If you were diagnosed with gestational diabetes while pregnant, it might have left you thinking – how can I prevent getting type 2 diabetes? While gestational diabetes occurs in approximately 5% of pregnancies, there are many lifestyle factors that can help to prevent type 2 diabetes post-pregnancy.
What is gestational diabetes?
Gestational diabetes (GD) is defined as any degree of glucose intolerance with the onset or first recognition during pregnancy. GD is related to dysfunction in the pancreatic beta cells, the cells in your pancreas that respond to an increase in blood glucose levels after eating to produce insulin. It can also be connected to a delayed response of the beta cells to glycemic levels. Insulin is the hormone responsible for the uptake of glucose from the blood into the cells for use. Another reason is not due to the lack of insulin, rather insulin being resistant and not taking in glucose from your blood.
During pregnancy, the placenta produces a placental lactogen hormone that causes higher blood glucose levels. This hormone is naturally released by the placenta during pregnancy and is capable of altering and modifying our insulin receptors. Due to this hormonal change, higher levels of glucose are left circulating in our blood because insulin receptors are blocked and cannot do their job.
Potential causes of gestational diabetes
Factors that are correlated with developing gestational diabetes include:
- Increased body weight
- Decreased exercise
- Low HDL (high-density lipoprotein), a.k.a. the “good” cholesterol
- High triglycerides
- Polycystic ovarian syndrome (PCOS)
- An immediate family member with diabetes
- High hemoglobin A1C
Women with GD are at a higher risk of hypertensive disorders and preeclampsia – high blood pressure that occurs during pregnancy.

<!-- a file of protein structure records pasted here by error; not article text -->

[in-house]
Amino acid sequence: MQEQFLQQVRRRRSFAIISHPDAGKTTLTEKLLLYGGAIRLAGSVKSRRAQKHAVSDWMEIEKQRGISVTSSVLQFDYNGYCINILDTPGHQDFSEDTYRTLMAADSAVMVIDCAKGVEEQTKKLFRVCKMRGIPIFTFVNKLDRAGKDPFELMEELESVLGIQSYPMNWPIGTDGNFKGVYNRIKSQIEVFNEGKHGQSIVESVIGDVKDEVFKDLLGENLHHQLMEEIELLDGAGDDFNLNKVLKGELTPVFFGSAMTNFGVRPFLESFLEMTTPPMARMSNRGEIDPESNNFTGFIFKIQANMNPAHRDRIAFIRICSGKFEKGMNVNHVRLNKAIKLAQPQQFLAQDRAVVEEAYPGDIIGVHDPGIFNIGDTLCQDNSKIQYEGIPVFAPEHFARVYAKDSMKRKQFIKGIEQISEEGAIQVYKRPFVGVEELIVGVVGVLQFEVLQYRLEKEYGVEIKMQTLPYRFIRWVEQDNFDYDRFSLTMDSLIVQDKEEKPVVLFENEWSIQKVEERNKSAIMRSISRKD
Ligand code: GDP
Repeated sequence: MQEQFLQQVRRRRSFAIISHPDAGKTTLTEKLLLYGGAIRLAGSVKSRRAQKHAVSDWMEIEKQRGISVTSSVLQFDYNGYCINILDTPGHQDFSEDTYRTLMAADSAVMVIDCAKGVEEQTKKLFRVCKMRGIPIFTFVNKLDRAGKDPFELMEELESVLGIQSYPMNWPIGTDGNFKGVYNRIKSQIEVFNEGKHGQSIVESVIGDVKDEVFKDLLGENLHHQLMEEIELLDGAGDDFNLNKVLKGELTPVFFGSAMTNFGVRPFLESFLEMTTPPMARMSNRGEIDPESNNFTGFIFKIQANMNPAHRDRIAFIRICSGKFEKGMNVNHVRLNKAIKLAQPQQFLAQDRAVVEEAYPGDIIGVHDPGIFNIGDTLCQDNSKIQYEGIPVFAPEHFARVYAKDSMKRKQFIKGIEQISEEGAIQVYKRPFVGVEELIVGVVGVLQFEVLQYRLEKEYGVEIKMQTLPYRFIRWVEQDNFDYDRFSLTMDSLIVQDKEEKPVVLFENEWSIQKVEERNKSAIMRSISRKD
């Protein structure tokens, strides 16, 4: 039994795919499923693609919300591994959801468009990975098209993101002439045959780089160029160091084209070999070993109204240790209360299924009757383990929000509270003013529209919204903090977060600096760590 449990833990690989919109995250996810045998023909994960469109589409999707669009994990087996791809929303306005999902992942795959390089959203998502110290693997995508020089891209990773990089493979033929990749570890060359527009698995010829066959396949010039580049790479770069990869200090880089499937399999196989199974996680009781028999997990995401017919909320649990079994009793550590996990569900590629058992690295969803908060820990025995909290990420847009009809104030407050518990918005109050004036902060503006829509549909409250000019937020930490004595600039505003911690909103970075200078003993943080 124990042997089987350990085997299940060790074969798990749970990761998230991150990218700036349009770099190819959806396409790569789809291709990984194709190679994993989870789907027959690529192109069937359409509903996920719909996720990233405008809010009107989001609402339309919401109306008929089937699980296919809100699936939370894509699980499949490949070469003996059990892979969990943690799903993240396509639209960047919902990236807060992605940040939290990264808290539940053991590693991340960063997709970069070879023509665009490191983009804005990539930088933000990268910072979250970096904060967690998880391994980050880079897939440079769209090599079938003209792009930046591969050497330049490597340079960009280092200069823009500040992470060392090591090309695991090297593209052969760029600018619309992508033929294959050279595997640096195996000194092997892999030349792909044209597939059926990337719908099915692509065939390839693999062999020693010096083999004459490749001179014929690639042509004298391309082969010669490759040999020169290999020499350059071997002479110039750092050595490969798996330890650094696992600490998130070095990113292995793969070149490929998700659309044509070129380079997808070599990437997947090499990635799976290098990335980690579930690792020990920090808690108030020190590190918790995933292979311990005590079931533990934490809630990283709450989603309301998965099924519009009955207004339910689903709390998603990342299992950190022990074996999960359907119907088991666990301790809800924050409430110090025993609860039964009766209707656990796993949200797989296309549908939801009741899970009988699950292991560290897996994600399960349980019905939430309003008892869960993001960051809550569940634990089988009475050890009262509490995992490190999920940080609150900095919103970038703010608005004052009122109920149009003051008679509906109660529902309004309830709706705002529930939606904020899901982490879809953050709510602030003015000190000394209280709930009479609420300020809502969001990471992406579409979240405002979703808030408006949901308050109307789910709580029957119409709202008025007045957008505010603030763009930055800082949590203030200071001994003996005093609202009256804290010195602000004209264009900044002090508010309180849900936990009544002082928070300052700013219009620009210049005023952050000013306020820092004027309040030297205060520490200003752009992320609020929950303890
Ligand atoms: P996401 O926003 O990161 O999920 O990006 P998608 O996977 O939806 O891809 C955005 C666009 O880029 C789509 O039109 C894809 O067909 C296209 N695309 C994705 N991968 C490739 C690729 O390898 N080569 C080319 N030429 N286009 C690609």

A previous diagnosis of GD will increase one’s risk of type 2 diabetes by up to 60%. Weight, body mass index (BMI) and PCOS are common comorbidities that can increase a woman’s risk of developing type 2 diabetes.
What about the baby?
During pregnancy, if the mother has constant abnormal sugar levels, the fetus will as well. This can result in the baby growing too large, which can increase the chances of needing a caesarean section at the time of delivery.
Long-term consequences for the fetus brought on by gestational diabetes include the risk of the child developing type 2 diabetes, metabolic syndrome and/or obesity.
Understanding type 2 diabetes
Type 2 diabetes is a disease in which the pancreas either cannot make enough insulin, or cells respond poorly to insulin, and therefore take in less sugar. Diabetes is considered a metabolic disorder that is characterized by chronic hyperglycemia, also known as high blood glucose levels.
Preventing type 2 diabetes after having gestational diabetes
There are many dietary, lifestyle and supplement considerations in order to prevent or decrease the chance of developing type 2 diabetes after having gestational diabetes.
It’s vital to keep blood sugar in check by prioritizing meals that contain a combination of protein, fat and fibre. When pairing fat and protein with a complex carb, you are able to slow down the release of glucose into the bloodstream. Additional tips include: